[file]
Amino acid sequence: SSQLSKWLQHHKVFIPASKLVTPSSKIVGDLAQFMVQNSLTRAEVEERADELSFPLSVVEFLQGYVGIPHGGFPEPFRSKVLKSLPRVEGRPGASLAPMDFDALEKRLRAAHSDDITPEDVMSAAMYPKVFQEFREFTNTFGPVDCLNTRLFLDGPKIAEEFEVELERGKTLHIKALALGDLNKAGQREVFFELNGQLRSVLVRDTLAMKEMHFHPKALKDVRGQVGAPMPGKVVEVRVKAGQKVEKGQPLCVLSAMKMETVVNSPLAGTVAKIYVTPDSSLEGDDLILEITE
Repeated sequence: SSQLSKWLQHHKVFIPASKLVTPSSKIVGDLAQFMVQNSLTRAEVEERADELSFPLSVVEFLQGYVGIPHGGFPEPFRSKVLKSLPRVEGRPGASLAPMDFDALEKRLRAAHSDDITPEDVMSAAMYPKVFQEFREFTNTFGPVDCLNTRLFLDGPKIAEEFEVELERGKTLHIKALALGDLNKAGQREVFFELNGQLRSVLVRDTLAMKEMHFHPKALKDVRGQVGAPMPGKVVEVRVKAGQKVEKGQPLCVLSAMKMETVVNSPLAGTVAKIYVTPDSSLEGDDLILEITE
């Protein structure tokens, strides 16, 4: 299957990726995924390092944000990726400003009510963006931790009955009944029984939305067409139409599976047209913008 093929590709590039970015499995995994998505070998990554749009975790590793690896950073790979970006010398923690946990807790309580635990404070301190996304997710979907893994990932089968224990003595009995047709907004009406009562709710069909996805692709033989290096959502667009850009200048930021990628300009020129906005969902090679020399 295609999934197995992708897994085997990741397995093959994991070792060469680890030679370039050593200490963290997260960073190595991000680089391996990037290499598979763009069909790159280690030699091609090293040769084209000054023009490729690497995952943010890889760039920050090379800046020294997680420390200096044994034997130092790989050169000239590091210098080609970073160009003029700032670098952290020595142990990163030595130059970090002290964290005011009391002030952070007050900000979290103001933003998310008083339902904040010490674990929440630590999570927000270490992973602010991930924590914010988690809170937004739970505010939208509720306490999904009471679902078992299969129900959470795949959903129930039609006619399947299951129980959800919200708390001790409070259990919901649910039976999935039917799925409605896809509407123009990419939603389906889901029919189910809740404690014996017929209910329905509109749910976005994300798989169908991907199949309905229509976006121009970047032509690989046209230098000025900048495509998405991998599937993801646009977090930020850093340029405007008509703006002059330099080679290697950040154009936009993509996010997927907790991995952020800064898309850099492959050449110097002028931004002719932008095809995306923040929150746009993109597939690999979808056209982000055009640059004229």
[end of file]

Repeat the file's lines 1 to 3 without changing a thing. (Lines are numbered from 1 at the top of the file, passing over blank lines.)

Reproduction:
Amino acid sequence: SSQLSKWLQHHKVFIPASKLVTPSSKIVGDLAQFMVQNSLTRAEVEERADELSFPLSVVEFLQGYVGIPHGGFPEPFRSKVLKSLPRVEGRPGASLAPMDFDALEKRLRAAHSDDITPEDVMSAAMYPKVFQEFREFTNTFGPVDCLNTRLFLDGPKIAEEFEVELERGKTLHIKALALGDLNKAGQREVFFELNGQLRSVLVRDTLAMKEMHFHPKALKDVRGQVGAPMPGKVVEVRVKAGQKVEKGQPLCVLSAMKMETVVNSPLAGTVAKIYVTPDSSLEGDDLILEITE
Repeated sequence: SSQLSKWLQHHKVFIPASKLVTPSSKIVGDLAQFMVQNSLTRAEVEERADELSFPLSVVEFLQGYVGIPHGGFPEPFRSKVLKSLPRVEGRPGASLAPMDFDALEKRLRAAHSDDITPEDVMSAAMYPKVFQEFREFTNTFGPVDCLNTRLFLDGPKIAEEFEVELERGKTLHIKALALGDLNKAGQREVFFELNGQLRSVLVRDTLAMKEMHFHPKALKDVRGQVGAPMPGKVVEVRVKAGQKVEKGQPLCVLSAMKMETVVNSPLAGTVAKIYVTPDSSLEGDDLILEITE
């Protein structure tokens, strides 16, 4: 299957990726995924390092944000990726400003009510963006931790009955009944029984939305067409139409599976047209913008 093929590709590039970015499995995994998505070998990554749009975790590793690896950073790979970006010398923690946990807790309580635990404070301190996304997710979907893994990932089968224990003595009995047709907004009406009562709710069909996805692709033989290096959502667009850009200048930021990628300009020129906005969902090679020399 295609999934197995992708897994085997990741397995093959994991070792060469680890030679370039050593200490963290997260960073190595991000680089391996990037290499598979763009069909790159280690030699091609090293040769084209000054023009490729690497995952943010890889760039920050090379800046020294997680420390200096044994034997130092790989050169000239590091210098080609970073160009003029700032670098952290020595142990990163030595130059970090002290964290005011009391002030952070007050900000979290103001933003998310008083339902904040010490674990929440630590999570927000270490992973602010991930924590914010988690809170937004739970505010939208509720306490999904009471679902078992299969129900959470795949959903129930039609006619399947299951129980959800919200708390001790409070259990919901649910039976999935039917799925409605896809509407123009990419939603389906889901029919189910809740404690014996017929209910329905509109749910976005994300798989169908991907199949309905229509976006121009970047032509690989046209230098000025900048495509998405991998599937993801646009977090930020850093340029405007008509703006002059330099080679290697950040154009936009993509996010997927907790991995952020800064898309850099492959050449110097002028931004002719932008095809995306923040929150746009993109597939690999979808056209982000055009640059004229």